It’s been suggested I apply for a new wheelchair every 5 years. As a child, this was always an exciting event. Getting a new chair was like receiving a very expensive, new toy. Seeing the rainbow of color swatches I could choose from made me happy. And, as a child, I loved to go fast. It was important to me to keep up with the other children in the playground.

With each upgrade, the chairs advanced in speed and technology. This made the transition to a new chair more desirable, and less difficult to let go of the old one. Having almost full control over how I wanted my chair to appear gave me a weird sense of belonging. There weren’t many things I had control over, living with spinal muscular atrophy (SMA). So, being given responsibility for choosing the way I get around in life felt quite liberating. 

However, at age 35, that once liberating feeling is now a feeling of restriction. Currently, I’m at the 5-year mark for receiving my new wheels. But, fitting in a new chair isn’t as simple as it was during childhood. 

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SMA causes muscles to atrophy, bones to twist, and necks to weaken over time. It’s been a challenge to find comfortable seating that meets my physical abnormalities. Unfortunately, these chairs are made to adapt to someone who can sit upright, or doesn’t need to make many adjustments to compensate for the discomfort. Meanwhile, sometimes it can take weeks, or even months to adjust to a new chair. 

And although our chairs can be customized, they’re only adjustable to a degree. There is a standard cost limit insurance won’t surpass. The adjustments are very limited, and any additional equipment that isn’t on their policy comes out of the patient’s pocket. Which, in most cases, aren’t attainable because adaptive technology can be very costly.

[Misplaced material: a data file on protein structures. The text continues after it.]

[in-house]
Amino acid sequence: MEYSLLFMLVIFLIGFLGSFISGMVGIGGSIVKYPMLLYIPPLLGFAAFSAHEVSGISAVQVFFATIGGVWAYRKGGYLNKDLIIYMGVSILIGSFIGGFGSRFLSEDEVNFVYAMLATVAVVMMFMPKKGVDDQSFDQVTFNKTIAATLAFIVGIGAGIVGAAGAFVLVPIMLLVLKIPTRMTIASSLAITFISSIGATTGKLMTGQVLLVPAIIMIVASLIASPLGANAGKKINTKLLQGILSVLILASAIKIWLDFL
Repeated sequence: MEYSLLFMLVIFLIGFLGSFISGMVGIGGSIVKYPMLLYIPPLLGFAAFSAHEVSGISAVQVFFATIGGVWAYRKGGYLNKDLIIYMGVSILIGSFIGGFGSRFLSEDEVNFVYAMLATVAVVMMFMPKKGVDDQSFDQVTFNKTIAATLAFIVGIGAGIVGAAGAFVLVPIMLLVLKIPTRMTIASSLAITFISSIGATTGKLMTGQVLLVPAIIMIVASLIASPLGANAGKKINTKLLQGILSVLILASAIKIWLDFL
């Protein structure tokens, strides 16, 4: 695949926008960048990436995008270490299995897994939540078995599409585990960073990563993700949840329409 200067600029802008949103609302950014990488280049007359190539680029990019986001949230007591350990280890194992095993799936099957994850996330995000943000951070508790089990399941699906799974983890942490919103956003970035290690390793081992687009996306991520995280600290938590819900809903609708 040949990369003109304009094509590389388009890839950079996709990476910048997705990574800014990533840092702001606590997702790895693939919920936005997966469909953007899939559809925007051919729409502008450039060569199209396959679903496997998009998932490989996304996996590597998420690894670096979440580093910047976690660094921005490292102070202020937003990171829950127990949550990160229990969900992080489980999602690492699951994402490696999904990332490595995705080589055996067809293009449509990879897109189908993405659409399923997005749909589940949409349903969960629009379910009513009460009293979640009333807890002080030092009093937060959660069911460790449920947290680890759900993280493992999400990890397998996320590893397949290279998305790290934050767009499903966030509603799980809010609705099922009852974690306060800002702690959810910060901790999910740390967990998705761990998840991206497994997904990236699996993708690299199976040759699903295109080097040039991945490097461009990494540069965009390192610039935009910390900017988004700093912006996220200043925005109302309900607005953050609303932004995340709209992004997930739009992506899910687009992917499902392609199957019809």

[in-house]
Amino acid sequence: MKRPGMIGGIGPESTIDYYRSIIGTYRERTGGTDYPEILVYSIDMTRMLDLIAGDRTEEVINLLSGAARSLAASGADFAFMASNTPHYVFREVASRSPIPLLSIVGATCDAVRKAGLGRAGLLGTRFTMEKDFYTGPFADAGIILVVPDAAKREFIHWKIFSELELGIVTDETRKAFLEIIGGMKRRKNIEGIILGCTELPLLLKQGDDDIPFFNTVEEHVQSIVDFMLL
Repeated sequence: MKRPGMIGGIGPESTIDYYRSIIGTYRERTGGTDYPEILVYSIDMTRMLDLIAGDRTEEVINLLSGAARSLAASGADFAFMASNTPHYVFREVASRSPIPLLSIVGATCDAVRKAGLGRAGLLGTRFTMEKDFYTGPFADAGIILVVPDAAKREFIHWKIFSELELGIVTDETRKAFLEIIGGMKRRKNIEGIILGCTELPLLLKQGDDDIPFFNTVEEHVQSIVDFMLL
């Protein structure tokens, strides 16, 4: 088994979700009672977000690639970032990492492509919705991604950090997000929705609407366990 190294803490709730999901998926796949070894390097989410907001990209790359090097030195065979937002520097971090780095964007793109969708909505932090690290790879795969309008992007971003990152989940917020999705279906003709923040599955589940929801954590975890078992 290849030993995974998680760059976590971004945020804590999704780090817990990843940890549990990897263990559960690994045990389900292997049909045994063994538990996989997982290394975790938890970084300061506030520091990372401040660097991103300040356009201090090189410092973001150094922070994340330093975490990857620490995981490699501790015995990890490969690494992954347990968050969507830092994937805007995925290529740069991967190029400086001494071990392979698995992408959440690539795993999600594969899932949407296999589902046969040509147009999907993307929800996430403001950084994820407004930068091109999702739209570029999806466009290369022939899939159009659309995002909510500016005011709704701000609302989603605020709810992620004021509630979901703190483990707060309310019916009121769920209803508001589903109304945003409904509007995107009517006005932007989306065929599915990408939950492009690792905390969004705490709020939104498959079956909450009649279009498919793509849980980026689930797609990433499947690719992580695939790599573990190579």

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I must sound like a broken record; however, the standard chair models offered, aren’t sufficient for every disabled individual. There are many private companies that will make a chair from top to bottom, but for most families, the cost is beyond affordable. However, if insurance would consider covering the cost of these fully customizable wheelchairs, disabled individuals wouldn’t have to transition as often. And insurance could save on additional equipment that most often isn’t utilized with the standard chairs. 

My wheelchair is a part of who I am. Out of every piece of equipment I have, my chair trumps them all. Without it, my independence would be severely limited. The chair acts as my legs to get me where I need to go. For the amountof time one spends in a wheelchair, it’s extremely important that it fits like a glove. It compares to someone buying a vehicle. One wouldn’t purchase a car unless it fit specific criteria. It should feel comfortable driving, safe operating it, and it should give sustainable mileage for the wear and tear that it will use. If I’m not feeling secure in my chair, I’ll literally be off the radar. My chair goes with me wherever I go, and being able to build one tailored to fit precisely, would only make sense in my opinion. 

In addition, my chair is very large. It has a wide base. It takes 2-3 large men to lift it into a house. This wasn’t a huge concern when I was younger, however, now that I’m older, I rely on my chair much more. The only place I can sit comfortably is in my wheelchair. I don’t have the same posture or balance as I once did in my adolescence. It was easier to transition from my bed to the couch, or a regular chair when I was younger. But, unfortunately, that’s not a possibility anymore. 

Meanwhile, my current living conditions are not ADA-modified. Therefore, moving a large, heavy wheelchair around is very challenging. It also makes it difficult to visit family and friends because the majority of homes are not wheelchair-friendly.

I wish there was a better solution to resolve these issues. If there was a way to access wheelchairs that are lighter, less bulky, and affordable, that’d be ideal. It’s hard for me to wrap my head around why things that are so essential are so expensive. If less generic equipment was handed out for those with rare disabilities, it would help reduce other unnecessary costs. And it would help accommodate all different living conditions by molding their needs to their own specific surroundings.